Book: He Shall Thunder in the Sky

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He Shall Thunder in the Sky: An Amelia Peabody Mystery

Author: Elizabeth Peters
Publisher: William Morrow & Company

There are dark storm clouds gathering above a land of mystery and antiquity. And no one will escape the fury of the tempest to come. He Shall Thunder In The Sky.

Egypt and her hoary secrets are no match for New York Times-bestselling Grandmaster Elizabeth Peters and her indomitable archaeologist sleuth Amelia Peabody. The sand-and-wind blown ambience of this strange and colorful world, the ancient enchantments and delicious menace are more vibrantly realized than ever in this thrilling new adventure that places the intrepid Amelia and her equally remarkable family in the dangerous path of an onrushing World War.

The pursuit of knowledge must never be deterred by Man’s folly. So the close of 1914 finds Amelia Peabody and her husband Radcliffe Emerson back in Egypt for another season of archaeological excavation—despite the increasing danger of an attack on the Suez Canal and on Egypt itself. Trouble is brewing in Cairo and the defiantly pacifist stance of Amelia and Emerson’s headstrong son Ramses is earning the young man the derision, and much worse, of the British expatriate community. Meanwhile, the charismatic nationalist el Wardani is said to be fomenting insurrection in the ancient city. And since there is no way to stand outside the political hurricane that is suddenly threatening their lives, Amelia plunges directly into it.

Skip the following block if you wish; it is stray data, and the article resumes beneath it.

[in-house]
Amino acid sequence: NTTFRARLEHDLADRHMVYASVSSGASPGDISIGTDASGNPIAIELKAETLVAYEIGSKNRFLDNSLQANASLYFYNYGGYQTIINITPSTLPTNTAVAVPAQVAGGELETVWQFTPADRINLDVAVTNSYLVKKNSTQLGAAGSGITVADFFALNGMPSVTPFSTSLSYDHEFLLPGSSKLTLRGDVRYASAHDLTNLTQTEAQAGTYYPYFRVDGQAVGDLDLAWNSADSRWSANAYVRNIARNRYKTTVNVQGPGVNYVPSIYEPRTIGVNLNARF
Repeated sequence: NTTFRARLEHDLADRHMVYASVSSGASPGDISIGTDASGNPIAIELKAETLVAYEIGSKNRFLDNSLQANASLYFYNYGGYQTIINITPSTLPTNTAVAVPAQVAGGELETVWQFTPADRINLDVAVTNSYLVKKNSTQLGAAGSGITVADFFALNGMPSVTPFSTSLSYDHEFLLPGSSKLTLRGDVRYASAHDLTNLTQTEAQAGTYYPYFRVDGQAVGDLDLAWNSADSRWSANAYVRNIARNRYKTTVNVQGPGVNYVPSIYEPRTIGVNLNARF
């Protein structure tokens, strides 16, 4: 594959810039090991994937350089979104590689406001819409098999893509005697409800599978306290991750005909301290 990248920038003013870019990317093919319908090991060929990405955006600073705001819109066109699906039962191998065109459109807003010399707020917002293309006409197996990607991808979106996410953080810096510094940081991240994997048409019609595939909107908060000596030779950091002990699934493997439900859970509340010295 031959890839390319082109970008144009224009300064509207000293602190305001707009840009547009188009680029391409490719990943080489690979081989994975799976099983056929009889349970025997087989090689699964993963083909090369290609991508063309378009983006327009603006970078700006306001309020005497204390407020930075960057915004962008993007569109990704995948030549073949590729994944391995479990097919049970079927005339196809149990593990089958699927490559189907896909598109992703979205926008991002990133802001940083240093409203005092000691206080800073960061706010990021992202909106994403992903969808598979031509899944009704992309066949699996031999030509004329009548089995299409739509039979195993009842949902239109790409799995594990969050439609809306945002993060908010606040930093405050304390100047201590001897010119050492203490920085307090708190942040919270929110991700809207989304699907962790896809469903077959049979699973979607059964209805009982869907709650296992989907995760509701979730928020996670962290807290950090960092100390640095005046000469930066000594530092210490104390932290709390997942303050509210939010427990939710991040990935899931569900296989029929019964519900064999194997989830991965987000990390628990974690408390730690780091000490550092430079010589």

When el Wardani escapes a police dragnet, thanks to the direct intervention of Amelia and Emerson, the family’s stake in a perilous game is raised considerably. But it’s Ramses’ strange secret role in it that could truly bring ruin down upon all their heads. However, there is more than intrigue and espionage, plots and counterplots, at work here. For an artifact uncovered at a Giza dig—an exquisite sculpture found where it ought not to be confirms Amelia’s most unsettling suspicion: that the chaos consuming Cairo has masked the nefarious re-emergence of Amelia’s villainous archnemesis, Sethos, the Master Criminal.

The extraordinary Elizabeth Peters raises exotic intrigue to a new level with He Shall Thunder in the Sky. If you have never before experienced Amelia and her singular clan, prepare to be enthralled by the droll wit, the richly evoked locale, and a story that twists sensuously and mysteriously like an asp writhing beneath the desert sun. And longtime devotees will relish the return of dear friends—and await the resolution of a love affair that may change the Emersons’ destiny forever.


He Shall Thunder in the Sky completes an internal quartet (which also includes Seeing a Large Cat, The Ape Who Guards the Balance, and The Falcon at the Portal) within Elizabeth Peters’s legendary series starring Amelia Peabody, the intrepid Edwardian Egyptologist, her husband, Emerson, and her extended family. The quartet comprises not only Amelia’s diary of those years but also parts of a mysterious “Manuscript H,” an omniscient viewpoint that allows a glimpse into the minds of Amelia’s son—the dashing and brilliant Ramses—and her ward, Nefret Forth, as they mature into adults with their own secrets and agendas. The Falcon at the Portal left readers hanging impatiently in the enormous rift that book’s events gouged between Ramses and Nefret, both madly in love but unrelentingly proud.